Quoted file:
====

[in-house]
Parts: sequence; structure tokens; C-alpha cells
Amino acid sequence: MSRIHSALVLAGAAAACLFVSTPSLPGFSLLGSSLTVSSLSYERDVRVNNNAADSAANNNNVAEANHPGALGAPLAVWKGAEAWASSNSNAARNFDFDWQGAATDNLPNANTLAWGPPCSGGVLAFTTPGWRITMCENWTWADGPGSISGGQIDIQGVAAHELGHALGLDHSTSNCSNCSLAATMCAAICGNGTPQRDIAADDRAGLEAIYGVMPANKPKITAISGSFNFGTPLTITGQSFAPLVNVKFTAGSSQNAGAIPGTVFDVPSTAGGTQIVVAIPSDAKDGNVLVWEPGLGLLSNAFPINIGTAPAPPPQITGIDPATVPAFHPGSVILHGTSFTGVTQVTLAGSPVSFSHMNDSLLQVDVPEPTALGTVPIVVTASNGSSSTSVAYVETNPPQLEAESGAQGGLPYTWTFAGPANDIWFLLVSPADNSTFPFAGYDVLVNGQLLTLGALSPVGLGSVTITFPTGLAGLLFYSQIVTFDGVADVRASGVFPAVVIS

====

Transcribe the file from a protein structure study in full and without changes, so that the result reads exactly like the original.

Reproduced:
[in-house]
Parts: sequence; structure tokens; C-alpha cells
Amino acid sequence: MSRIHSALVLAGAAAACLFVSTPSLPGFSLLGSSLTVSSLSYERDVRVNNNAADSAANNNNVAEANHPGALGAPLAVWKGAEAWASSNSNAARNFDFDWQGAATDNLPNANTLAWGPPCSGGVLAFTTPGWRITMCENWTWADGPGSISGGQIDIQGVAAHELGHALGLDHSTSNCSNCSLAATMCAAICGNGTPQRDIAADDRAGLEAIYGVMPANKPKITAISGSFNFGTPLTITGQSFAPLVNVKFTAGSSQNAGAIPGTVFDVPSTAGGTQIVVAIPSDAKDGNVLVWEPGLGLLSNAFPINIGTAPAPPPQITGIDPATVPAFHPGSVILHGTSFTGVTQVTLAGSPVSFSHMNDSLLQVDVPEPTALGTVPIVVTASNGSSSTSVAYVETNPPQLEAESGAQGGLPYTWTFAGPANDIWFLLVSPADNSTFPFAGYDVLVNGQLLTLGALSPVGLGSVTITFPTGLAGLLFYSQIVTFDGVADVRASGVFPAVVIS